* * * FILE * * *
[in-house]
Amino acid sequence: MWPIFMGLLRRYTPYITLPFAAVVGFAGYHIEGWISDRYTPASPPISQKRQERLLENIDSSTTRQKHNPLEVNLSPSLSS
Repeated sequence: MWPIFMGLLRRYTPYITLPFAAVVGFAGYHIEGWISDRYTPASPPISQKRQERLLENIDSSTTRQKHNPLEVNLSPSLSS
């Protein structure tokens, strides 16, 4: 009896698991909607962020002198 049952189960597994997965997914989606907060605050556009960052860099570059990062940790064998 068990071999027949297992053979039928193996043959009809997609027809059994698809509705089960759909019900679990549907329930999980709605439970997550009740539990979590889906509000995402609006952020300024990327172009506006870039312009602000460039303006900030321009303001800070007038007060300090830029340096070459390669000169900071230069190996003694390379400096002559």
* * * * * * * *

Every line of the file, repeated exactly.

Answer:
[in-house]
Amino acid sequence: MWPIFMGLLRRYTPYITLPFAAVVGFAGYHIEGWISDRYTPASPPISQKRQERLLENIDSSTTRQKHNPLEVNLSPSLSS
Repeated sequence: MWPIFMGLLRRYTPYITLPFAAVVGFAGYHIEGWISDRYTPASPPISQKRQERLLENIDSSTTRQKHNPLEVNLSPSLSS
């Protein structure tokens, strides 16, 4: 009896698991909607962020002198 049952189960597994997965997914989606907060605050556009960052860099570059990062940790064998 068990071999027949297992053979039928193996043959009809997609027809059994698809509705089960759909019900679990549907329930999980709605439970997550009740539990979590889906509000995402609006952020300024990327172009506006870039312009602000460039303006900030321009303001800070007038007060300090830029340096070459390669000169900071230069190996003694390379400096002559």